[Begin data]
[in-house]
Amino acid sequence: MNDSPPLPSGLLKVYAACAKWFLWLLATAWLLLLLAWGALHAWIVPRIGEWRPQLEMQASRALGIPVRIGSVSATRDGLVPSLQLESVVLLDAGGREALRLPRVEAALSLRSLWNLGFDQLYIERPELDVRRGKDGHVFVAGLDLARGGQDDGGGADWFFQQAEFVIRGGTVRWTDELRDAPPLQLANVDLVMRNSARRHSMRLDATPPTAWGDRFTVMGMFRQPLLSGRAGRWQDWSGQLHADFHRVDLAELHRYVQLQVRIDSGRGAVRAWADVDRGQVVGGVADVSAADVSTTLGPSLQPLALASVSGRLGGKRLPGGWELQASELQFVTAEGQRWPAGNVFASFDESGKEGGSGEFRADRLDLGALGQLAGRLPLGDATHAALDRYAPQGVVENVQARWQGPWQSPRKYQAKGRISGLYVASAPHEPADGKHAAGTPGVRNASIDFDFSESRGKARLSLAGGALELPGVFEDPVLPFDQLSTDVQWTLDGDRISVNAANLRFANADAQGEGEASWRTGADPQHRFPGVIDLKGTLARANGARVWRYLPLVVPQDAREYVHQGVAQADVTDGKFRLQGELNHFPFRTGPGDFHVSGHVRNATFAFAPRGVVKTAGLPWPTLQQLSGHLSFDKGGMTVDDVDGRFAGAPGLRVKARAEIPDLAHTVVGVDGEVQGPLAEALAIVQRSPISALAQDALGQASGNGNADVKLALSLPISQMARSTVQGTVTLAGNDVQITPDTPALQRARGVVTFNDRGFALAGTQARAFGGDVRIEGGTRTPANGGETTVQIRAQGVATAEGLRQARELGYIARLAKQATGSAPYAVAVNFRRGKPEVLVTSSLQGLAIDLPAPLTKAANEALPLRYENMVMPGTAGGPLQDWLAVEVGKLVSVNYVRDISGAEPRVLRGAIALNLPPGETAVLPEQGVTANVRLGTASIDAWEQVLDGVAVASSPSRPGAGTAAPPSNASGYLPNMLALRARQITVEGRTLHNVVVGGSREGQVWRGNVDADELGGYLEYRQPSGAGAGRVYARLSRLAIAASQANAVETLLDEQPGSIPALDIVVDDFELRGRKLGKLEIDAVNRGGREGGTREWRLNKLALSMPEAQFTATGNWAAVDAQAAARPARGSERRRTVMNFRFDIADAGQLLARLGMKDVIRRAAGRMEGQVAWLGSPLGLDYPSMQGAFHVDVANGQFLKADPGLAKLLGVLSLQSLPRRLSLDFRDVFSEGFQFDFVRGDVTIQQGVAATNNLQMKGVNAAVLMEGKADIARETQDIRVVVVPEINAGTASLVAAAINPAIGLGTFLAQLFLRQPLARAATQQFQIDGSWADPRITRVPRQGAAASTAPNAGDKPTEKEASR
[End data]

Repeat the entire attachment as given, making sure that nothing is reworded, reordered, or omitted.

[in-house]
Amino acid sequence: MNDSPPLPSGLLKVYAACAKWFLWLLATAWLLLLLAWGALHAWIVPRIGEWRPQLEMQASRALGIPVRIGSVSATRDGLVPSLQLESVVLLDAGGREALRLPRVEAALSLRSLWNLGFDQLYIERPELDVRRGKDGHVFVAGLDLARGGQDDGGGADWFFQQAEFVIRGGTVRWTDELRDAPPLQLANVDLVMRNSARRHSMRLDATPPTAWGDRFTVMGMFRQPLLSGRAGRWQDWSGQLHADFHRVDLAELHRYVQLQVRIDSGRGAVRAWADVDRGQVVGGVADVSAADVSTTLGPSLQPLALASVSGRLGGKRLPGGWELQASELQFVTAEGQRWPAGNVFASFDESGKEGGSGEFRADRLDLGALGQLAGRLPLGDATHAALDRYAPQGVVENVQARWQGPWQSPRKYQAKGRISGLYVASAPHEPADGKHAAGTPGVRNASIDFDFSESRGKARLSLAGGALELPGVFEDPVLPFDQLSTDVQWTLDGDRISVNAANLRFANADAQGEGEASWRTGADPQHRFPGVIDLKGTLARANGARVWRYLPLVVPQDAREYVHQGVAQADVTDGKFRLQGELNHFPFRTGPGDFHVSGHVRNATFAFAPRGVVKTAGLPWPTLQQLSGHLSFDKGGMTVDDVDGRFAGAPGLRVKARAEIPDLAHTVVGVDGEVQGPLAEALAIVQRSPISALAQDALGQASGNGNADVKLALSLPISQMARSTVQGTVTLAGNDVQITPDTPALQRARGVVTFNDRGFALAGTQARAFGGDVRIEGGTRTPANGGETTVQIRAQGVATAEGLRQARELGYIARLAKQATGSAPYAVAVNFRRGKPEVLVTSSLQGLAIDLPAPLTKAANEALPLRYENMVMPGTAGGPLQDWLAVEVGKLVSVNYVRDISGAEPRVLRGAIALNLPPGETAVLPEQGVTANVRLGTASIDAWEQVLDGVAVASSPSRPGAGTAAPPSNASGYLPNMLALRARQITVEGRTLHNVVVGGSREGQVWRGNVDADELGGYLEYRQPSGAGAGRVYARLSRLAIAASQANAVETLLDEQPGSIPALDIVVDDFELRGRKLGKLEIDAVNRGGREGGTREWRLNKLALSMPEAQFTATGNWAAVDAQAAARPARGSERRRTVMNFRFDIADAGQLLARLGMKDVIRRAAGRMEGQVAWLGSPLGLDYPSMQGAFHVDVANGQFLKADPGLAKLLGVLSLQSLPRRLSLDFRDVFSEGFQFDFVRGDVTIQQGVAATNNLQMKGVNAAVLMEGKADIARETQDIRVVVVPEINAGTASLVAAAINPAIGLGTFLAQLFLRQPLARAATQQFQIDGSWADPRITRVPRQGAAASTAPNAGDKPTEKEASR